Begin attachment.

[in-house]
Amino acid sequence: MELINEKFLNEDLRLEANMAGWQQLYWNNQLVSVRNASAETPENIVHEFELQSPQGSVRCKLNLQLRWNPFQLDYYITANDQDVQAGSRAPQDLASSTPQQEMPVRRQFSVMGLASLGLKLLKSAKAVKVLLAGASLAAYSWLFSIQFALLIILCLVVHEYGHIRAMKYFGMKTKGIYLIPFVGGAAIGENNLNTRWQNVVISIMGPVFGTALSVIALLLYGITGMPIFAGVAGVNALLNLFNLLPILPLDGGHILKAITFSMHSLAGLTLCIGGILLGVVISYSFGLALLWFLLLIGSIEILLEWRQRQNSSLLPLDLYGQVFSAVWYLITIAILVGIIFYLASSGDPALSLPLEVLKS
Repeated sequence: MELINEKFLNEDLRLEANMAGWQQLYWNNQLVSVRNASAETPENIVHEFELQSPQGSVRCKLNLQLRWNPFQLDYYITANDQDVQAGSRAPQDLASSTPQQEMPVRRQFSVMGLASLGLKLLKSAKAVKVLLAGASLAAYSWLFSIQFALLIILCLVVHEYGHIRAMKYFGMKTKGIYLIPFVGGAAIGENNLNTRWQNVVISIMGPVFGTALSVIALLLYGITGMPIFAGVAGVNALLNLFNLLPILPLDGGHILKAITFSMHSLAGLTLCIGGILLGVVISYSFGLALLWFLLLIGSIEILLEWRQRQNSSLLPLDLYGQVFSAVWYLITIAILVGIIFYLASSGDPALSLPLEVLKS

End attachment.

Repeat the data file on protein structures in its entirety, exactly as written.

[in-house]
Amino acid sequence: MELINEKFLNEDLRLEANMAGWQQLYWNNQLVSVRNASAETPENIVHEFELQSPQGSVRCKLNLQLRWNPFQLDYYITANDQDVQAGSRAPQDLASSTPQQEMPVRRQFSVMGLASLGLKLLKSAKAVKVLLAGASLAAYSWLFSIQFALLIILCLVVHEYGHIRAMKYFGMKTKGIYLIPFVGGAAIGENNLNTRWQNVVISIMGPVFGTALSVIALLLYGITGMPIFAGVAGVNALLNLFNLLPILPLDGGHILKAITFSMHSLAGLTLCIGGILLGVVISYSFGLALLWFLLLIGSIEILLEWRQRQNSSLLPLDLYGQVFSAVWYLITIAILVGIIFYLASSGDPALSLPLEVLKS
Repeated sequence: MELINEKFLNEDLRLEANMAGWQQLYWNNQLVSVRNASAETPENIVHEFELQSPQGSVRCKLNLQLRWNPFQLDYYITANDQDVQAGSRAPQDLASSTPQQEMPVRRQFSVMGLASLGLKLLKSAKAVKVLLAGASLAAYSWLFSIQFALLIILCLVVHEYGHIRAMKYFGMKTKGIYLIPFVGGAAIGENNLNTRWQNVVISIMGPVFGTALSVIALLLYGITGMPIFAGVAGVNALLNLFNLLPILPLDGGHILKAITFSMHSLAGLTLCIGGILLGVVISYSFGLALLWFLLLIGSIEILLEWRQRQNSSLLPLDLYGQVFSAVWYLITIAILVGIIFYLASSGDPALSLPLEVLKS